A Lesson in “The Way”

I usually don’t have too much to say about the subject of love. I have not had that many romantic relationships. The few that I have had have been brief. The longest lasted less than a year. I loved him — and I’d like to believe he loved me — but he left me without so much as a goodbye. It’s been ten years and my heart is still recovering from the sting of that one.

Now, for the first time in ten years, my heart wants to heal — and I long to be in the arms of another man. Only time will tell if this feeling will last but in the meantime, I have more to say about the subject of love.

“The Way” by Robert Creeley begins, “My love’s manners in bed / are not to be discussed by me…” Immediately, the word “honorable” comes to mind. I don’t “kiss and tell.” I expect the same from my lovers. Also, I don’t make love with men I don’t trust. This seems like a no-brainer, right? But there are plenty of foolish people in the world – women and men alike – who give themselves up entirely to the wrong people. Trust comes from an innate sense of wrong and right — that is, what is wrong or right for you. Knowing oneself is the key here. Knowing what you value and can tolerate in another person, which virtues and flaws, allows you to make a judgment on whether you should invite them into your heart and into your bed. I believe I am a good judge of character.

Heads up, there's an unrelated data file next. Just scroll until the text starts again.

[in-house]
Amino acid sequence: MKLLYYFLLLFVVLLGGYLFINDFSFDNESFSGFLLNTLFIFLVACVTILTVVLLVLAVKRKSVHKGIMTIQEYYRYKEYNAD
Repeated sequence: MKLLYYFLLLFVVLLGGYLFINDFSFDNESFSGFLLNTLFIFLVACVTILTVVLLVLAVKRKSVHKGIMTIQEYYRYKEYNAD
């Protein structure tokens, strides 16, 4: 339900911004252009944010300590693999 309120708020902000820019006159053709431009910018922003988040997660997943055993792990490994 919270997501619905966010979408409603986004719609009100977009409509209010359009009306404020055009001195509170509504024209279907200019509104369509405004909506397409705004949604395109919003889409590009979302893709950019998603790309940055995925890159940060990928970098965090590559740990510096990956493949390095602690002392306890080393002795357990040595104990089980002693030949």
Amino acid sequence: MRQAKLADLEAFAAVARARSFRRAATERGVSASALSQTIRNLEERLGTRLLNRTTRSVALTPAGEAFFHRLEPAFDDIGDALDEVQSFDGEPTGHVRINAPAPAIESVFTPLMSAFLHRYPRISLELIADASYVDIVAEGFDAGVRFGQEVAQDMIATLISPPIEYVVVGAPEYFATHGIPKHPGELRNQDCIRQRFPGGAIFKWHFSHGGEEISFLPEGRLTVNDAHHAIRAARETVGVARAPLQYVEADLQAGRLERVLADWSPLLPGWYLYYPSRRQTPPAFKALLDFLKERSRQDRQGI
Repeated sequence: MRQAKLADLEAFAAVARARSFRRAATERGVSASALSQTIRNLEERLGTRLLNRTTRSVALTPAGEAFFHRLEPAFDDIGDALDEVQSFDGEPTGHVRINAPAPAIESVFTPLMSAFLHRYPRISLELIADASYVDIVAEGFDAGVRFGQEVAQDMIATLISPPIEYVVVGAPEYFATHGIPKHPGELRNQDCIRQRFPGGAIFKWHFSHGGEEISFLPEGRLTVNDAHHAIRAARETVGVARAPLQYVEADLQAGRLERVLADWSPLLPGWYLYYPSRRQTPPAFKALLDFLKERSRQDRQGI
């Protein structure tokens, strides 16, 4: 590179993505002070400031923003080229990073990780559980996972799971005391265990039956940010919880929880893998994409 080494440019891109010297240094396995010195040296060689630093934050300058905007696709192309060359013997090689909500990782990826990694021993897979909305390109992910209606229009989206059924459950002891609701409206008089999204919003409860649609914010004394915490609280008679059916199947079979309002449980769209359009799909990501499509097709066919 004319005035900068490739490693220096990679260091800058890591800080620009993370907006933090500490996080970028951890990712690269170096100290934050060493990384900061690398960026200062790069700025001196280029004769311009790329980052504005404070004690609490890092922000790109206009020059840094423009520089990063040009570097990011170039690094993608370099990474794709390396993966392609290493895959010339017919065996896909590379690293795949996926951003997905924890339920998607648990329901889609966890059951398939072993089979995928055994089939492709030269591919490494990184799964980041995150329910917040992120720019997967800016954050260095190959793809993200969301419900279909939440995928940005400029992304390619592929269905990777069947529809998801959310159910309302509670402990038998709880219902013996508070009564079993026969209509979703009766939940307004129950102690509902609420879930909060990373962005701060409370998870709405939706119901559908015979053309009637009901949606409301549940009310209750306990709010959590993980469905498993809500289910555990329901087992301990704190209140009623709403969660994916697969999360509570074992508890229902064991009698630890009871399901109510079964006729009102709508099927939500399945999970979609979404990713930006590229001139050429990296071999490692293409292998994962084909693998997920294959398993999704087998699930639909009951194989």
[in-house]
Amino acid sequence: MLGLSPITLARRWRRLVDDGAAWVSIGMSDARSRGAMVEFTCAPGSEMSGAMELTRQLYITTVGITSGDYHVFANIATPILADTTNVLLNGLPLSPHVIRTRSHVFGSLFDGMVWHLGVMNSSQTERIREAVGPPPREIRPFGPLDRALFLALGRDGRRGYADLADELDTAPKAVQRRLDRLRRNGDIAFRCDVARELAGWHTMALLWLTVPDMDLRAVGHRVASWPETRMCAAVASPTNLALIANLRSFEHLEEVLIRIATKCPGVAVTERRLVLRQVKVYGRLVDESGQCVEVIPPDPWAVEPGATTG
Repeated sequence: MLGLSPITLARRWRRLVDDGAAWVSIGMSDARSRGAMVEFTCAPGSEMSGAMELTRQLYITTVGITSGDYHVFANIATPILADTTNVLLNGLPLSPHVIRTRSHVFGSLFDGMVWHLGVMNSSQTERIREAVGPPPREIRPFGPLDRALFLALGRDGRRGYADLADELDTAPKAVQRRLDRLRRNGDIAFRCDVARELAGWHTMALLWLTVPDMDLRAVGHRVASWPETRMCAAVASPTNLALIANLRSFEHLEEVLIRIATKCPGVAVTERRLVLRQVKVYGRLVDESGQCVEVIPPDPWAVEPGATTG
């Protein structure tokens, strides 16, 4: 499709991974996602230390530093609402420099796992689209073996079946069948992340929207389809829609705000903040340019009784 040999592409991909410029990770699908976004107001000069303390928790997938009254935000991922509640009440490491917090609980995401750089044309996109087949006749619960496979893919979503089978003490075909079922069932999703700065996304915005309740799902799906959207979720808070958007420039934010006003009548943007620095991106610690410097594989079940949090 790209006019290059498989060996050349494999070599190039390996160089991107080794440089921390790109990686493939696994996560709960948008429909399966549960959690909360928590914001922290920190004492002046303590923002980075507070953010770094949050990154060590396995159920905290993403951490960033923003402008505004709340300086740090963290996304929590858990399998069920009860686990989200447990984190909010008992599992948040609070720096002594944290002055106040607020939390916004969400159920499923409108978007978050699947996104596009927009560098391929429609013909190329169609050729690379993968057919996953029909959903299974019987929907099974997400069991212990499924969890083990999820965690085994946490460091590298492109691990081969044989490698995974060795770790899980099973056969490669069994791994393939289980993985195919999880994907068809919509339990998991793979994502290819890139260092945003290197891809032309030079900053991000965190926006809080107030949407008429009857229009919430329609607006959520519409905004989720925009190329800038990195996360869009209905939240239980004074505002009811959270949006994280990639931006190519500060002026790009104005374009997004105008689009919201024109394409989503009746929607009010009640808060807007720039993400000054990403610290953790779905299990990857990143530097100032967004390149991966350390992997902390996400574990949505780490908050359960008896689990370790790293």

Creeley finishes that initial thought with: “…as mine by her / I would not credit comment upon gracefully.” I believe he is being modest here. Perhaps he feels he is a clumsy or ungraceful lover and that this is what his love would reveal, were she to “kiss and tell.”

The second stanza makes a subtle allusion to chivalrous imagery: woods, a lake, a castle and strongholds. Creeley writes, “…and [I] have a small boy’s notion of doing good.” Small boys are often fascinated by tales of knights. Chivalry still lives within the hearts of small boys. Perhaps this idea is where the title comes from–chivalry, courtly love, etc.

Creeley brings us back to the twentieth century by beginning the third and final stanza with “Oh well…” He ends the poem with a wish for his fellow chivalrous knights:

Oh well, I will say here,
knowing each man,
let you find a good wife too,
and love her as hard as you can.

I like the idea of loving someone “hard” — with all one’s heart and all one’s might. There is something divine about it. Anything less would not be worthy of the word “love.”

 

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